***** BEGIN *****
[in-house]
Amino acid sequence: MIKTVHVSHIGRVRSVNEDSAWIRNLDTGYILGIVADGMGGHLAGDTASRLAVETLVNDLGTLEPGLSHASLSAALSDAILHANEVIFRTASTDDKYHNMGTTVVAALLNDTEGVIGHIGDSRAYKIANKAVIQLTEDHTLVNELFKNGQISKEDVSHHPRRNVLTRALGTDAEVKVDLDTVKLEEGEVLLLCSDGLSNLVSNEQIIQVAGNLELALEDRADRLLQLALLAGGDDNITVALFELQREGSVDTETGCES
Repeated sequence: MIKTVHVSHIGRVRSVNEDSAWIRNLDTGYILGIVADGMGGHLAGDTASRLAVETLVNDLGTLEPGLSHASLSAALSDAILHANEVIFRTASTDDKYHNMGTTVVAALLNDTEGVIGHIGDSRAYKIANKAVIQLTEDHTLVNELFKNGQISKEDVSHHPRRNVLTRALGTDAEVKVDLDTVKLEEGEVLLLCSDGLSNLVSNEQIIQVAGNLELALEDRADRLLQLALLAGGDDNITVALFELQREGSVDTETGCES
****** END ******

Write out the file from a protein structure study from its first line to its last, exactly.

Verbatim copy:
[in-house]
Amino acid sequence: MIKTVHVSHIGRVRSVNEDSAWIRNLDTGYILGIVADGMGGHLAGDTASRLAVETLVNDLGTLEPGLSHASLSAALSDAILHANEVIFRTASTDDKYHNMGTTVVAALLNDTEGVIGHIGDSRAYKIANKAVIQLTEDHTLVNELFKNGQISKEDVSHHPRRNVLTRALGTDAEVKVDLDTVKLEEGEVLLLCSDGLSNLVSNEQIIQVAGNLELALEDRADRLLQLALLAGGDDNITVALFELQREGSVDTETGCES
Repeated sequence: MIKTVHVSHIGRVRSVNEDSAWIRNLDTGYILGIVADGMGGHLAGDTASRLAVETLVNDLGTLEPGLSHASLSAALSDAILHANEVIFRTASTDDKYHNMGTTVVAALLNDTEGVIGHIGDSRAYKIANKAVIQLTEDHTLVNELFKNGQISKEDVSHHPRRNVLTRALGTDAEVKVDLDTVKLEEGEVLLLCSDGLSNLVSNEQIIQVAGNLELALEDRADRLLQLALLAGGDDNITVALFELQREGSVDTETGCES